With Inflation, Your Inventory Can Be Source Of Tax Savings

The pandemic forced businesses to adapt in many ways. The economic recovery has highlighted supply chain issues exacerbated by strong demand and leading to overall inflation. Businesses are now continuing to adapt to higher prices. Those with inventory may be able to realize tax benefits to help with this inflationary effect through the Last-In, First-Out inventory method (LIFO). 

LIFO inventory methods are hardly a new tax concept but often may have been ignored due to complexity or periods of marginal inflation. This strategy deserves a second look during a year of high inflation. Read on to learn more about this tax savings strategy and the simplified calculation methods available.

Under the TCJA most businesses with less than $25 million in gross receipts are able to write off the inventory expenses at the time of purchase.  For our clients with inventories, they were all able to make the appropriate elections so LIFO or FIFO no longer matters.  But if your business has over $25 million in gross receipts or could not meet the safe harbor election rules, read on.


LIFO is a valuation method for inventory that is allowed instead of the common first-in, first-out (FIFO) method. FIFO assumes the oldest items of inventory purchased are the first items sold. In contrast, LIFO assumes the most recently purchased items of inventory are the first sold. Neither method will reflect the actual flow of inventory but instead will assume a consistent flow according to the method.

Practically speaking, the actual physical flow of inventory is never quite FIFO or LIFO. The grocery store will have a mix of workers rotating stock well or poorly. Workers may pay closer attention to the rotation of the short-lived yogurt than they do to the three-year-before-expiration canned goods. Even if complete rotation is achieved in stocking, perfect FIFO is ruined by customers who understand to dig deeper into the shelves to get those longer expiration dates. This is okay though. The grocery store can select an overall method of accounting for inventory even though it will never match the flow of goods. While the store ideally wants their inventory to flow FIFO, the store probably should consider LIFO methodology for tax purposes.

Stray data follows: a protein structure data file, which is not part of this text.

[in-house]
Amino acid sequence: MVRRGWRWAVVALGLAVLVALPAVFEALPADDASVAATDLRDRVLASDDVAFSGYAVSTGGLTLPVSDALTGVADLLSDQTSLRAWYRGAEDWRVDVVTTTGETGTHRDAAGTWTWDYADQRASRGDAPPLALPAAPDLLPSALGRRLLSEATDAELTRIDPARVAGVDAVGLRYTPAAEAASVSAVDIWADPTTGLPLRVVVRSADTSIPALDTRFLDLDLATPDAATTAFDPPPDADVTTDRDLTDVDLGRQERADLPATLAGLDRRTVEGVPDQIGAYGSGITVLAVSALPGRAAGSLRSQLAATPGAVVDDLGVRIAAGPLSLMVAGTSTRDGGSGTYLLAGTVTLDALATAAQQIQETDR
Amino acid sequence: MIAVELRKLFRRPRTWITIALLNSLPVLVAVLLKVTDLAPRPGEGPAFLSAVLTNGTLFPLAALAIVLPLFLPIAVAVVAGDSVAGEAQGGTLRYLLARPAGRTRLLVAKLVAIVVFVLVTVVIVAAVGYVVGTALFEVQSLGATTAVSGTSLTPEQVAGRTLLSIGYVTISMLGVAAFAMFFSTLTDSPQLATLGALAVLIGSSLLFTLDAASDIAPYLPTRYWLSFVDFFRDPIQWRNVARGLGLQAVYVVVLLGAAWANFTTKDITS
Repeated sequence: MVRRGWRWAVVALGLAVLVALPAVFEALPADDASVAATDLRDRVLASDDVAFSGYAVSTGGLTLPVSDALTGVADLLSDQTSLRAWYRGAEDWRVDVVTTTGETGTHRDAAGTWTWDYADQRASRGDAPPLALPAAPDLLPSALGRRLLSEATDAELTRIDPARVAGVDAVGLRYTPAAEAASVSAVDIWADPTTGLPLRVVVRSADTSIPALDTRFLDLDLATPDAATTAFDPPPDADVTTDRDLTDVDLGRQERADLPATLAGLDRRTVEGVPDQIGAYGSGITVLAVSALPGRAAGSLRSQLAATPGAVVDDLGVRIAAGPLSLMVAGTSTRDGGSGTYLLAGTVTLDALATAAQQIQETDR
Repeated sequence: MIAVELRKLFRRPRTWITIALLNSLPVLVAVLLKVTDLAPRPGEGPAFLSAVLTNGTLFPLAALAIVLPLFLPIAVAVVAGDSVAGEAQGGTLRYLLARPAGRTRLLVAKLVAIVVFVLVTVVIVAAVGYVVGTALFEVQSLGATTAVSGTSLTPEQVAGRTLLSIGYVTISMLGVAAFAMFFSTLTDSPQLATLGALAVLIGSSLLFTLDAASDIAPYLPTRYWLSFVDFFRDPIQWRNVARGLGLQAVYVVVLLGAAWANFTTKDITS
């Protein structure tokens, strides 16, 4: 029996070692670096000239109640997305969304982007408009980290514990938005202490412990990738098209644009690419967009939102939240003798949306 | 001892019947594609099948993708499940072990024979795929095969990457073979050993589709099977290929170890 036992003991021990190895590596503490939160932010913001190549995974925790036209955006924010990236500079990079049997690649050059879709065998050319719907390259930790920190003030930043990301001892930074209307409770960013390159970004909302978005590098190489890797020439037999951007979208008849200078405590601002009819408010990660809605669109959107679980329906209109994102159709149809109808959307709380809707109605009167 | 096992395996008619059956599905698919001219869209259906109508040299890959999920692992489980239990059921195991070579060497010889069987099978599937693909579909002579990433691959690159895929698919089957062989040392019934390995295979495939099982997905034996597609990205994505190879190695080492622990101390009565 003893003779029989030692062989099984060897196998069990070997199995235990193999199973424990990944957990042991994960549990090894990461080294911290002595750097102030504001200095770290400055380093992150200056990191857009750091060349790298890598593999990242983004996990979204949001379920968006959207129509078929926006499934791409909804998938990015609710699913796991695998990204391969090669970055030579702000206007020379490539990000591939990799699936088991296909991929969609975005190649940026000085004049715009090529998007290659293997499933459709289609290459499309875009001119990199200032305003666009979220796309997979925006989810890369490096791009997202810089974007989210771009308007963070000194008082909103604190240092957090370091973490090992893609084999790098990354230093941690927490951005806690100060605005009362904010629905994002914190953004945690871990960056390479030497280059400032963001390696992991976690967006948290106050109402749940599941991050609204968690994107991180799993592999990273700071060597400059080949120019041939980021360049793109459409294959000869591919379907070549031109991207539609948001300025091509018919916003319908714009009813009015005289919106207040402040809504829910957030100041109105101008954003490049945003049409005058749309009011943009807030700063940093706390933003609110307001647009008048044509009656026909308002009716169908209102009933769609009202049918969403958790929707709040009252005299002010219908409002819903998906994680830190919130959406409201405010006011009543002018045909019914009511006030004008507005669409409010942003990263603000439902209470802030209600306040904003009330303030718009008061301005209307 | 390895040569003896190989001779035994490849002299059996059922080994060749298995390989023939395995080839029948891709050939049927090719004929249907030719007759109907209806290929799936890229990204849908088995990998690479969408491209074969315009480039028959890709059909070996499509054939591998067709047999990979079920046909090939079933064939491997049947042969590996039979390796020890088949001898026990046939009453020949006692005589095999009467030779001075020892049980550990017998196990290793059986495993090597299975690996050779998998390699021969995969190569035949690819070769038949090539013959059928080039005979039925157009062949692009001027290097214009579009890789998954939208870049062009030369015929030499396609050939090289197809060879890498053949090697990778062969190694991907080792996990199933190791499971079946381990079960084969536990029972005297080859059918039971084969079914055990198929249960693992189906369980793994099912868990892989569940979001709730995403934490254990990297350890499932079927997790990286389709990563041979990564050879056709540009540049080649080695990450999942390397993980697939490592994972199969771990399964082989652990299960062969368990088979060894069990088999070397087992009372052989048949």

During a period of rising costs, LIFO will produce a tax savings in the form of higher cost of goods sold and lower ending inventory.

The LIFO method is not without risk. Additional taxable income may be realized if periods of deflation and lower costs occur which leaves older, higher cost inventory on the books under the LIFO method. Once the method election is made, you may revoke it but must wait five years before re-electing LIFO (unless they receive specific consent from the IRS commissioner under non-automatic procedures). So you cannot simply bounce back and forth between methods that suit the direction of your inventory’s value for tax purposes. As a result, those with highly volatile inventories are likely not good candidates for LIFO.  The best candidates for LIFO are profitable taxpayers with significant inventories and consistent inflation in their industry.


In a time of higher-than-average inflation, LIFO inventory methods deserve a second look as a tax reduction strategy. LIFO can be simpler than many realize through the use of BLS published inflation indexes and grouping many items into 10% categories. As the costs of inventory continue to inflate over time, the LIFO method will continue to produce higher costs of goods sold and lower tax bills.


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